Littleport Man Set Up Cannabis Factory In His Own Home
A LITTLEPORT man who set up a cannabis growing operation in his rented home has been jailed for two months. Police forced their way into Sean Pettengell s house last month, and discovered that he had caused hundreds of pounds worth of damage to the proper
A LITTLEPORT man who set up a cannabis growing operation in his rented home has been jailed for two months.
Police forced their way into Sean Pettengell's house last month, and discovered that he had caused hundreds of pounds worth of damage to the property by modifying the building.
The 22-year-old had cut a hole in the ceiling of the property in Harvest Way, and caused damage to electrical wiring and water pipes.
Officers who attended on September 5 found 26 cannabis plants at various stages of growth, said prosecutor Yetunde Fawehinmi.
There were 14 plants in the loft, and another dozen plants on a window ledge in the living room.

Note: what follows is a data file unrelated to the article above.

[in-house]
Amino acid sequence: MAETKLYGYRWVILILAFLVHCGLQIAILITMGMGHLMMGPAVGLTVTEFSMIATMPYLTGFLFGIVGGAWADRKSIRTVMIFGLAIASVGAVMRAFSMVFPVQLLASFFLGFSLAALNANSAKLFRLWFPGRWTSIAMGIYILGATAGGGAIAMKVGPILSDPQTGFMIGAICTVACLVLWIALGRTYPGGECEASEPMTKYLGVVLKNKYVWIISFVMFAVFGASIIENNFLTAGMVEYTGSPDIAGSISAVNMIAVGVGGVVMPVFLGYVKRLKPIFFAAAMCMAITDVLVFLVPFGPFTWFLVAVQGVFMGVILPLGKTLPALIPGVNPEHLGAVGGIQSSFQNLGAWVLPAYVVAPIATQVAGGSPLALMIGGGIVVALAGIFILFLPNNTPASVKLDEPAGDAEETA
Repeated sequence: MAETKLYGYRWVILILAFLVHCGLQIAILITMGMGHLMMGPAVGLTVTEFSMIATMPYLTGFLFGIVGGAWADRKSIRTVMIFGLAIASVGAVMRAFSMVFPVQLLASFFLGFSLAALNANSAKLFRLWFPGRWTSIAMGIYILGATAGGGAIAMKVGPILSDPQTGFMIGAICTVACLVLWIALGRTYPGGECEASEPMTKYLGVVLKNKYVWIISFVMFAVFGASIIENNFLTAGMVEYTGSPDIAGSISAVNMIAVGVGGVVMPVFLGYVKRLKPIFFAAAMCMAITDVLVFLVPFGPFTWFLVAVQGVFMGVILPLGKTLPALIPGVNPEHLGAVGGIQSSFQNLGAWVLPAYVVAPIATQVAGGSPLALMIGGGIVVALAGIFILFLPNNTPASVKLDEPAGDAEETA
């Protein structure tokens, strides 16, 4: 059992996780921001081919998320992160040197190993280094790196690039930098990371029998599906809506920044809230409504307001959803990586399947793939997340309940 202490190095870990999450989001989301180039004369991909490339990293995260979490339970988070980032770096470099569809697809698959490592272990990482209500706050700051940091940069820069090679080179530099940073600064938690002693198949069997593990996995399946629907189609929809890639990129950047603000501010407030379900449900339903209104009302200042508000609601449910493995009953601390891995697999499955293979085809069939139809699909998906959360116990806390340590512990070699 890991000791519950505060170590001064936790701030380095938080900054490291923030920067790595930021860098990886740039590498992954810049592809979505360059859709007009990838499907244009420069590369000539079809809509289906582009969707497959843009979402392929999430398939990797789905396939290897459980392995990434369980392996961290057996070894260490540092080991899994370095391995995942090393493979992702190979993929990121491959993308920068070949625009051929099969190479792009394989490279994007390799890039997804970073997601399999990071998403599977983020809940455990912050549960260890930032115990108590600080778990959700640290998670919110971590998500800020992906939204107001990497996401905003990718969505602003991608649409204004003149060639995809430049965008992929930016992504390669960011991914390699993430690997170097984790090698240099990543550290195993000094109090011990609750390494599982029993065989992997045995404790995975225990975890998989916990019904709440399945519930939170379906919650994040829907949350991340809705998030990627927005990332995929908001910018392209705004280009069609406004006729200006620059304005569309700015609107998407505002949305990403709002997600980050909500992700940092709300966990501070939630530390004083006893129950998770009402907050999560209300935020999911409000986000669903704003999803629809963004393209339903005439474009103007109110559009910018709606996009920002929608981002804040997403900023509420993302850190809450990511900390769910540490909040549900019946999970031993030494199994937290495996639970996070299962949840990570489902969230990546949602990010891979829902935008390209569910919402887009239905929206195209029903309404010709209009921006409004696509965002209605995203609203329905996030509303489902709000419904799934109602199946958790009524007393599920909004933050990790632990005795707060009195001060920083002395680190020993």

Pettengell admitted the cultivation of cannabis, and further admitted causing criminal damage to his home, the property of Cambridge Housing Society.
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Handing in photos of the growing operation to the magistrates, Mrs Fawehinmi said: "All the plants were seized; they were worth around £550."
A set of ladders were set up under the hatch in the ceiling, and inside the loft, police found lighting, electrical items, bulbs, a transformer and foil.
A surveyor from the Housing Association discovered that Pettengell had caused around £550 worth of damage to the property.
Pettengell was already subject to a four-month suspended jail sentence, imposed in June of last year for offences of burglary and theft.
"This was not a commercial enterprise, he grew the cannabis for use by himself," said solicitor Adam Haselhurst, asking the court not to jail Pettengell. "There was no particular victim of this crime; he was not going to sell it on."
Representing the probation service, Maxine Bailey said: "This offence has cost him his relationship and his home."
Sending Pettengell to prison, presiding magistrate Harvey Harrison told him: "A suspended sentence was there for a purpose, to stop you offending again. But you did offend, cultivating cannabis."
The court ordered the forfeiture and destruction of the cannabis.